The following is a guest post from one of the healthiest, hippest chicks I know….Oh, and she also happens to be my mother! A few years back Mama Hipster moved from urban/suburban Ontario to middle-of-nowhere Northern Ontario to be with her love (a happy-go-lucky backcountry ranger) and pursue her dreams of becoming an educator. These are her reflections on some recent experiences camping and canoeing in the Canadian wilderness.
A dry bag, a compression bag, a Gerber tool, quick dry clothing, water purification; these were just a few of the things I needed to learn about when I decided to canoe and camp out to the middle of God’s country nowhere.
Glorious does not express what it was like on the River. The weather from the moment I left home until I returned was blue skies, hot summer sun in the day and fresh autumn air at night. The sounds were of paddles moving through water, wind rustling trees, loons, and Canadian geese flying 20 feet overhead in V’s, whippoorwills and chickadees waking me in the morning with their chirping. The smells were of earth, fire, food, coffee and fresh air. I only learned enough this summer about ‘tripping’ to go out for short periods at a time and it took a lot for this urban princess to get that far; but it was something I have dreamed about doing my whole life. The sensation of being alone in the wilderness, prepared to handle the elements is, I believe, not meant to be described. It is meant to be lived, cherished and let go of.
Some tips from my experiences:
1) PLAN, PLAN, PLAN
I became aware that planning the route to your destination is crucial. One or two short portages are manageable, but if your packs are too heavy or not packed properly they can make a trip miserable and potentially unsafe for those not physically able to manage. Paddling in places where there are no portages is called a ‘floater’ trip; I highly recommend this when challenging yourself against the elements is not one of your goals.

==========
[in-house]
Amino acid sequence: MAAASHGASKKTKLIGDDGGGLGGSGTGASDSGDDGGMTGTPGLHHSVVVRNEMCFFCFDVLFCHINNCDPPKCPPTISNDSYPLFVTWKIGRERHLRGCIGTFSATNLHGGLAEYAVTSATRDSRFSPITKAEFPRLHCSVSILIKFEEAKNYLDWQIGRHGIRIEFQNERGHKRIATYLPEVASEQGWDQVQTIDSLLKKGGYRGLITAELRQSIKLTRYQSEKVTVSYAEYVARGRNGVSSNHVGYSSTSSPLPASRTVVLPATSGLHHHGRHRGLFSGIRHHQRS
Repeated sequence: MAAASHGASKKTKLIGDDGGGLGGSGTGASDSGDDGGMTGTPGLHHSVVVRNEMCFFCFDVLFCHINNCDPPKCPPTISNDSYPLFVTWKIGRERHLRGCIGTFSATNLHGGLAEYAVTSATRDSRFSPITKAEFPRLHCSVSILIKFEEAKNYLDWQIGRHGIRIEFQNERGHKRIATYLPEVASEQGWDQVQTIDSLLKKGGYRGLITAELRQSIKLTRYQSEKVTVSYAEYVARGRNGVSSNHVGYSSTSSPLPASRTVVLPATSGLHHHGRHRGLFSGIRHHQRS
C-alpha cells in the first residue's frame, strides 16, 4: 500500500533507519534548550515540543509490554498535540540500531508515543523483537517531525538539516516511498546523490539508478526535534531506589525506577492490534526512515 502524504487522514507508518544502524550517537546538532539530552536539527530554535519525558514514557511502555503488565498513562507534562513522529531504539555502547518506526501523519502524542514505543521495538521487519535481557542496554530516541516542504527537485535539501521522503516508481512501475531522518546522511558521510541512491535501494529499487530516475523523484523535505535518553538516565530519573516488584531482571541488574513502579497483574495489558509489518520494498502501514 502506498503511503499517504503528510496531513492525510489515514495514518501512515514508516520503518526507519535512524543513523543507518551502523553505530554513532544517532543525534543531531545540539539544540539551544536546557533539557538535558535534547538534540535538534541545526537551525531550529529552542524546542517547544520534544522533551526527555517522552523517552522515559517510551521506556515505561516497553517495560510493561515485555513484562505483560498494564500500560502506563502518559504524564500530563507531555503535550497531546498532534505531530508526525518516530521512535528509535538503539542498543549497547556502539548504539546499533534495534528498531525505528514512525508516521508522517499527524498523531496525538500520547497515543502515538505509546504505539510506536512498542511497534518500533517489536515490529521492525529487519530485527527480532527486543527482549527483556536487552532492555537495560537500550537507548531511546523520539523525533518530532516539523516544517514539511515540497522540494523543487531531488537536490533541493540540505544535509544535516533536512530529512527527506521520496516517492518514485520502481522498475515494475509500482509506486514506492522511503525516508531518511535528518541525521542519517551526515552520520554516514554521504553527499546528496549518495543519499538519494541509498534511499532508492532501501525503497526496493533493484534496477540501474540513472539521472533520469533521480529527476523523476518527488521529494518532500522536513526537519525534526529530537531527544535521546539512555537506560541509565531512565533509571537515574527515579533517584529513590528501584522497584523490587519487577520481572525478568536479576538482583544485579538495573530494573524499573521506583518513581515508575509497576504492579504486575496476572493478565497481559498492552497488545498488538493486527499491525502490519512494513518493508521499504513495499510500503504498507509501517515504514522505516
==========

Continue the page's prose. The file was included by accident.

TIP: ‘floater’ means no need to carry your packs and canoe over land because in this 50km section of the Spanish River there is no water that can’t be traversed (assuming you have at least one experienced paddler). Bottom line, easier and more fresh food can be taken along for your dining pleasure.
I pre-cooked chicken and beef, packed the first day’s lunch in its own ‘clear dry sack’ separate from the other food, I placed food into plastic ‘lock-n-locks’ to take up as little space as possible and it all went into a barrel that seals and floats if your canoe dumps. Our dinner menus included Chicken stir fry for day one, Beef Fajitas for day two, veggie enhanced KD for day three with lots of salad fixings on the side.
We took eggs, ham, yogurt, cheese, crackers, pepperoni sticks, smoked almonds, ‘GORP’ – Good Old Raisins and Peanuts (and don’t forget to throw in some M&M’s) tuna, pickles and cracker thins to.
And to drink:
I (like my daughter) can’t survive anywhere without a good cup of coffee. So I took along pre-ground beans to brew in the camp percolator. I also brought along some tea which was a delight when we pulled off the river for the day and some exquisite Red and White cartons of Ontario wine that made our dinner time meals very civilized.
When I said to my partner Mike, “I wish I didn’t have to leave,” he says “the wilderness is not a place to go to escape from civilization.” The back country gave me a chance this summer to find solace in the simplicity of just existing; each day was unique and long like those I remember from childhood. I think we all live in two interconnected ‘wild worlds’ – a bustling urban landscape and an untouched wilderness.
Surviving the crash of these two worlds is not always comfy but it is thrilling.